ASI will hold fee referendum vote

Increased revenue would support food pantry, other programs

Karen Ambrocio, News Editor

From Nov. 30 to Dec. 1 students can vote on a proposed $25 fee increase by Associated Students Incorporated (ASI) that will go towards student programs. If passed, this fee will go in effect Fall 2017.

“The ASI budget is pretty much exhausted and we don’t really have any room for expansion, so the ideas that our students have … aren’t being able to be executed since we don’t have enough revenue in our budget,” said ASI President Collin Bogie.

With a possible increase in funding, ASI hopes to open an on-campus food pantry to help food-insecure students pay for 24-hour library access Sunday mornings through Friday evenings and have larger-scale campus events such as concerts or festivals.

“You’ll always see students opposed to fee increases and that happens to every single fee but in talking to students about the new initiatives and programs all of the students have been supportive of that,” said Vice President of Student and University Affairs Christopher Morales,

ASI funds the Gender Equity Center, the LGBTQA+ Center and campus activities board which last year hosted around 100 events. They also pay salary and benefits to over 50 student employees and nine full-time staff members. Their student emergency fund, which is a relief fund to aid students faced with catastrophic events is another benefit.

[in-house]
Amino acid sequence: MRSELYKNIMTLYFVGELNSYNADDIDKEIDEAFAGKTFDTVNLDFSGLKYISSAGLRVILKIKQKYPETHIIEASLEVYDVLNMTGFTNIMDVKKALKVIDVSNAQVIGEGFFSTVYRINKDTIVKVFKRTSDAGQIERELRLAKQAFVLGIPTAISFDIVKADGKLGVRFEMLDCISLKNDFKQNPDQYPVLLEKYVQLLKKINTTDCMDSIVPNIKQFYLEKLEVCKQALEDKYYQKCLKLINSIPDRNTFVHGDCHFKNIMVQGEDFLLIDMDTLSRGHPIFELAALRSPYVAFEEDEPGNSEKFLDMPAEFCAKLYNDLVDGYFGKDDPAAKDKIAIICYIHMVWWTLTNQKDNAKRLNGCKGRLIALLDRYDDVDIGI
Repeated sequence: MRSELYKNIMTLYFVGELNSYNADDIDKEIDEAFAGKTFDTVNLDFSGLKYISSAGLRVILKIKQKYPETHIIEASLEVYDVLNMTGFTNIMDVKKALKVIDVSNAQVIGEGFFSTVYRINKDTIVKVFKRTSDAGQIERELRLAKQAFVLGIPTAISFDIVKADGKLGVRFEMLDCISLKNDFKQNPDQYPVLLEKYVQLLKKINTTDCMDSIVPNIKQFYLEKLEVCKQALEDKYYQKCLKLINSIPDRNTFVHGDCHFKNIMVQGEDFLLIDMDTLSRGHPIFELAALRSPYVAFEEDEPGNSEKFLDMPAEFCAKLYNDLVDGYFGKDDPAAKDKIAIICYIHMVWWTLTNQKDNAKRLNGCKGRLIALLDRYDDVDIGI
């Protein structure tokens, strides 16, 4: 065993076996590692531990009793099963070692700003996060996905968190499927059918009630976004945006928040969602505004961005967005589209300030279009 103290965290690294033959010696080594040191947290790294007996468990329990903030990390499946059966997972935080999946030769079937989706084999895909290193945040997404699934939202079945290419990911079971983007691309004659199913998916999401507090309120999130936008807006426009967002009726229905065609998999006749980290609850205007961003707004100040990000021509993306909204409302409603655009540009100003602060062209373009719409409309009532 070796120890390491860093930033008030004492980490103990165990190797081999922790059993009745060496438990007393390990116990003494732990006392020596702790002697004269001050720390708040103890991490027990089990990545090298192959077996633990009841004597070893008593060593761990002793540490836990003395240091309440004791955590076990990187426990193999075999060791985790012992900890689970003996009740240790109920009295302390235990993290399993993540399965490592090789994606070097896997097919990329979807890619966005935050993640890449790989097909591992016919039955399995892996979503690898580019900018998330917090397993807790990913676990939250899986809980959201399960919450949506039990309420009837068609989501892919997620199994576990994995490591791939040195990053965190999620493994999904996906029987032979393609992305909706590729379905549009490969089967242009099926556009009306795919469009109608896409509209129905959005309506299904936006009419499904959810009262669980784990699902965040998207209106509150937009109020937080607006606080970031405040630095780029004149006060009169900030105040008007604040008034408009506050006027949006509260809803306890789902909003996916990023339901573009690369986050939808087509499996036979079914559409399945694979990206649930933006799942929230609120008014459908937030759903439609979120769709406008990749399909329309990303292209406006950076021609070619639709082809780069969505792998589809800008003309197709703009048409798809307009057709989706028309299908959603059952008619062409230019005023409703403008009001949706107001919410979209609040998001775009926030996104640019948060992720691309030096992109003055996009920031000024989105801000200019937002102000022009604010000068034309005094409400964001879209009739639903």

Student fees also pay into the ASI Leadership fund, which acts as a scholarship for student organizations to send their students on trips to different conferences that will benefit their organization.

ASI hasn’t increased their fees since 1992. They do not receive any state support and instead solely relies on student fees. A yes on this fee referendum raises it to $75 per student and a no keeps it at $50.

“This fee will allow us to pay our employees and have that student employment opportunity continues on campus,” said Chair and Chief of Staff Rhiannon Ripley.

ASI’s budget is an estimated $1.3 million this year. If this fee passes, it will increase the ASI budget by $650,000 depending on student enrollment. If the fee is dismissed, ASI will have to decrease certain resources and programs and work with a tight budget.

“We’re here to represent the students and if they do vote no, that’s what the students want and in return that’s what we want and we’ll move forward and get it figured out. Without the fee referendum we’ll be looking at some type of budget cut,” said Bogie.

ASI will hold a town hall meeting on Nov. 29 during U-hour in Arts 240 for students to talk to ASI about the fee and ask any questions.

“Everything we do and all our money is completely spent on services and programs that are going to go back to the campus,” said Collin.

Students can get more information at and vote.

The Cougar Chronicle The independent student news site of California